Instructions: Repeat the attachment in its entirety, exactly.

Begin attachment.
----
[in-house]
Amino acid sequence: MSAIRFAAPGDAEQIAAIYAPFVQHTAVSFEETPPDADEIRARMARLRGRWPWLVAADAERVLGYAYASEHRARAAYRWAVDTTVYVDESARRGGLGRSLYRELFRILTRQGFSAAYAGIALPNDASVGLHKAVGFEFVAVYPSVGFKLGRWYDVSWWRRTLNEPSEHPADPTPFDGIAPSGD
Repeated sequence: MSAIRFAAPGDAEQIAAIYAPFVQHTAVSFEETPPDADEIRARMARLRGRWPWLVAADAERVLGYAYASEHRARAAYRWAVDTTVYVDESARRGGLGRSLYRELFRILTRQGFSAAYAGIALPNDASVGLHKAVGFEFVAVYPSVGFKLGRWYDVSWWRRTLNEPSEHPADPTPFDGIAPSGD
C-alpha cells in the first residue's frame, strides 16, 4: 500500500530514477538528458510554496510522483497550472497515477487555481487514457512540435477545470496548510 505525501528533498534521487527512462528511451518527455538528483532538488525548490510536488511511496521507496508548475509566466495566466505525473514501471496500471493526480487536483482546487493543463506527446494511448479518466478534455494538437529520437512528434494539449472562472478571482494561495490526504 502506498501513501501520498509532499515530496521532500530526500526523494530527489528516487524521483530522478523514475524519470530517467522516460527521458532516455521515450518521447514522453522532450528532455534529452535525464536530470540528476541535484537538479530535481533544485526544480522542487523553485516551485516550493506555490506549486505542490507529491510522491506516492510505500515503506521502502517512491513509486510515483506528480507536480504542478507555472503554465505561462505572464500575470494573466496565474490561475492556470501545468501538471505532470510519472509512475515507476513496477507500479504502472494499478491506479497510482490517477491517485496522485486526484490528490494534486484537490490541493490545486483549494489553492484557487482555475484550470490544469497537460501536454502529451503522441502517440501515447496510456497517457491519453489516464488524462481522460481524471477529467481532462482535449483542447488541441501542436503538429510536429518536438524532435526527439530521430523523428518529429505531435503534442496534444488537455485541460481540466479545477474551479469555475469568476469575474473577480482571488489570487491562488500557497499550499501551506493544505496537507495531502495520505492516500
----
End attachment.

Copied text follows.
[in-house]
Amino acid sequence: MSAIRFAAPGDAEQIAAIYAPFVQHTAVSFEETPPDADEIRARMARLRGRWPWLVAADAERVLGYAYASEHRARAAYRWAVDTTVYVDESARRGGLGRSLYRELFRILTRQGFSAAYAGIALPNDASVGLHKAVGFEFVAVYPSVGFKLGRWYDVSWWRRTLNEPSEHPADPTPFDGIAPSGD
Repeated sequence: MSAIRFAAPGDAEQIAAIYAPFVQHTAVSFEETPPDADEIRARMARLRGRWPWLVAADAERVLGYAYASEHRARAAYRWAVDTTVYVDESARRGGLGRSLYRELFRILTRQGFSAAYAGIALPNDASVGLHKAVGFEFVAVYPSVGFKLGRWYDVSWWRRTLNEPSEHPADPTPFDGIAPSGD
C-alpha cells in the first residue's frame, strides 16, 4: 500500500530514477538528458510554496510522483497550472497515477487555481487514457512540435477545470496548510 505525501528533498534521487527512462528511451518527455538528483532538488525548490510536488511511496521507496508548475509566466495566466505525473514501471496500471493526480487536483482546487493543463506527446494511448479518466478534455494538437529520437512528434494539449472562472478571482494561495490526504 502506498501513501501520498509532499515530496521532500530526500526523494530527489528516487524521483530522478523514475524519470530517467522516460527521458532516455521515450518521447514522453522532450528532455534529452535525464536530470540528476541535484537538479530535481533544485526544480522542487523553485516551485516550493506555490506549486505542490507529491510522491506516492510505500515503506521502502517512491513509486510515483506528480507536480504542478507555472503554465505561462505572464500575470494573466496565474490561475492556470501545468501538471505532470510519472509512475515507476513496477507500479504502472494499478491506479497510482490517477491517485496522485486526484490528490494534486484537490490541493490545486483549494489553492484557487482555475484550470490544469497537460501536454502529451503522441502517440501515447496510456497517457491519453489516464488524462481522460481524471477529467481532462482535449483542447488541441501542436503538429510536429518536438524532435526527439530521430523523428518529429505531435503534442496534444488537455485541460481540466479545477474551479469555475469568476469575474473577480482571488489570487491562488500557497499550499501551506493544505496537507495531502495520505492516500